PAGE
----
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Tuesday, October 9, 2012

Wonton Noodles (Dry Version) 干捞云吞面

Having made some wontons, this is a continuation from the previous post Fried Wonton. Better known as Wantan Mee, the sight of a food stall selling both the soup and this dry versions of wonton noodle is almost always guaranteed in any Chinese food court alongside many others popular local favorites in Malaysia. Simply fresh egg noodle tossed in a specially mixed dark soy sauce, this dry version is often served with Chinese barbequed pork (char siu), wontons in a small serving of soup and some Chinese mustard green (choy sum), complete with pickled green chilies on the side.

Over time, there has been a lot more variations to this type of noodle seen. Apart from probably the most basic one featured here, some are served with roasted pork, roasted duck, braised chicken feet with mushroom, shredded chicken, fried wonton or any combination of these. Regardless of the preferred toppings, a good plate of wonton noodle is usually defined by the quality of the egg noodles used and the sauce that gives the primary flavoring to this heavenly plate of noodle.

Wonton noodles (Dry Version) 干捞云吞面
Serves 2
3 bundles of fresh wonton noodle (about 100g each)
~200g Chinese barbequed pork, thinly sliced
a small bunch of Chinese mustard green
2 stalks spring onion, chopped
10 pork and shrimp wontons, recipe here
*2 small bowls of anchovy or chicken soup base
a pinch of salt for the pot of boiling water
enough pickled green chilies to serve 2
*I had my anchovy stock readily made and frozen ahead of time

Sauce
per serving
2 tsps oyster sauce
1/3 tbsp dark sweet soy sauce (I used ABC kecap manis)
1/3 tbsp dark soy sauce
1/2 tsp light soy sauce
1 tsp sesame oil
1/2 tbsp fried garlic oil (made from 4 cloves minced garlic in 3-4tbsps cooking oil)
The amount to each may have to be adjusted to taste.

1. To prepare the fried garlic oil, heat up the oil in a saucepan. One well heated, turn the heat down to medium-low and add in the minced garlic. Keep an eye on the garlic. Once it shows a tinge of browning, it usually doesn't take long before they are done. Stir from time to time to ensure even heat distribution. Once they start turning golden in color, remove from heat and transfer to a heat-proof bowl and set aside for later use.
2. Wash and trim the Chinese mustard green. Have them cut into sections of about 2" in length, separating the stems and leaves. Bring a pot of water to boil and add in a pinch of salt. Begin by blanching the stems first before bringing in the leaves. Once wilted and turning slightly translucent, drain well and set aside.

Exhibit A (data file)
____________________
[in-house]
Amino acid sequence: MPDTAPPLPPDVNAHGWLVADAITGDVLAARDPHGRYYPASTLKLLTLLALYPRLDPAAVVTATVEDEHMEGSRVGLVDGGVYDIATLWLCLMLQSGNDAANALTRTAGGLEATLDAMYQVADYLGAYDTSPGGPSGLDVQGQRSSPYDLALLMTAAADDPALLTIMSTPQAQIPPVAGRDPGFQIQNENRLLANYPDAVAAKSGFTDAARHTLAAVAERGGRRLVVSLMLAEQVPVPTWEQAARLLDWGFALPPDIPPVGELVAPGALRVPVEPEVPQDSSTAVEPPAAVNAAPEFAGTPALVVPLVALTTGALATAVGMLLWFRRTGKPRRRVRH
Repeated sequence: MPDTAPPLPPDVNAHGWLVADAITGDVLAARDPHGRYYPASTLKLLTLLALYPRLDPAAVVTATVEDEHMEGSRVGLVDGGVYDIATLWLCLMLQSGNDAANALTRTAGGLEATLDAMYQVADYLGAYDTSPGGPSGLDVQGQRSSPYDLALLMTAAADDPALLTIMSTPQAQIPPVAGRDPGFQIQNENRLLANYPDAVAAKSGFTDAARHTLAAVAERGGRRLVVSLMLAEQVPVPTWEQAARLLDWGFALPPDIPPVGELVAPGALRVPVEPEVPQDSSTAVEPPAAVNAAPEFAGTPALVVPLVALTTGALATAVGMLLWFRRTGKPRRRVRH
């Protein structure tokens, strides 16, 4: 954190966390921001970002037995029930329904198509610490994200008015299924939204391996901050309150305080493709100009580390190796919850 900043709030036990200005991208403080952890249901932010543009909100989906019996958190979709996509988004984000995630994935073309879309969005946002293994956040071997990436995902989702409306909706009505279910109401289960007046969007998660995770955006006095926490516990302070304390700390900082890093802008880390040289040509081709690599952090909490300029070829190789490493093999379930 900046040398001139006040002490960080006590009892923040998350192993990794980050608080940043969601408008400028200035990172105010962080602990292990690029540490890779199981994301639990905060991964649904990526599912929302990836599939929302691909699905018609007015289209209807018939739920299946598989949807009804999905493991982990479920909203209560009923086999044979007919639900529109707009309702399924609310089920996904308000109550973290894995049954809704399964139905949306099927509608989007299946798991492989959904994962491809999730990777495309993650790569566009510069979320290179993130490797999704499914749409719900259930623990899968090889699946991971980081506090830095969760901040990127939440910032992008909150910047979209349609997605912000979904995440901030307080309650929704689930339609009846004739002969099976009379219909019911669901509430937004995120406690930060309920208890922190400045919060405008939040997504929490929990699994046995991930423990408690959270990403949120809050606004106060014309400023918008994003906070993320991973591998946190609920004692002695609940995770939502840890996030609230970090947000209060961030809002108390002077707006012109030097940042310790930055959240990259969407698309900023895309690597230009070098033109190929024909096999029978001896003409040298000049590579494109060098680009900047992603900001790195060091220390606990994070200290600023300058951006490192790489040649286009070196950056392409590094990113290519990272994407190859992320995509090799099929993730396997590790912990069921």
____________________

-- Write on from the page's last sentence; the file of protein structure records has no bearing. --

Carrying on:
3. The wontons can be served in the soup base or deep fried and served on the side. To serve with soup, bring the soup base to a boil and add in the wontons. You can tell that they are thoroughly cooked once they float onto the soup surface. Garnish with some spring onions on top.

pork and shrimp wontons in anchovy soup base
fried pork and shrimp wontons

4. In the same pot of boiling water used in step 2, loosen up the bundles of wonton noodle before adding in to the boiling water. Let cook for about 30-40 seconds and check for doneness. Give it another few seconds if it's not ready. Remove from heat with a strainer and run the noodles under cold water for about 10 seconds. Bring the noodles back to a quick plunge into the boiling water before draining it well and set on a deep dish. Repeat with the other serving.

5. To these noodles, add in the ingredients for the sauce and toss to mix evenly.
6. Transfer to a plate. Arrange on the side with some vegetables and top with the sliced barbequed pork and a couple of fried wontons (if any). Garnish lightly with some chopped spring onions.
7. Serve with a small bowl of soup with wontons and a plate of pickled green chilies on the side.


The pickled green chili that I used here was one that I found in the market by accident. Looking for a bottle of hot peppers to go with the sandwiches that I will usually make at home, I got myself a bottle of pickled hot jalapeno for a try. On the very first taste of it upon getting home, I couldn't help thinking about how well this would complement a plate of wonton noodle, and hence its appearance here. A good match they are indeed!

8 comments:

  1. Great Article :)
    Thank you for the recipe
    I will try to cook

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  2. I came across your blog while looking for some recipes with noodles and liked a lot. How amazing! I will keep an eye on your post.

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  3. Your blog has the best wonton mee I've found so far; checking out a few blogs for wonton mee.

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  4. Your blog has the best wonton mee I've found so far; checking out a few blogs for wonton mee. I think you may like to consider adding a little pork lard into the sauce (our tastebuds do taste fat)

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  5. What is the best wantan noodles brand to get? Tried one that was so soggy and stuck together even though followed the instructions given on the noodles packet. Thanks in advance.

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  6. This comment has been removed by the author.

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  7. Tried your receipe and the sauce is great!

    ReplyDelete
  8. Tried your receipe and the sauce is great!

    ReplyDelete

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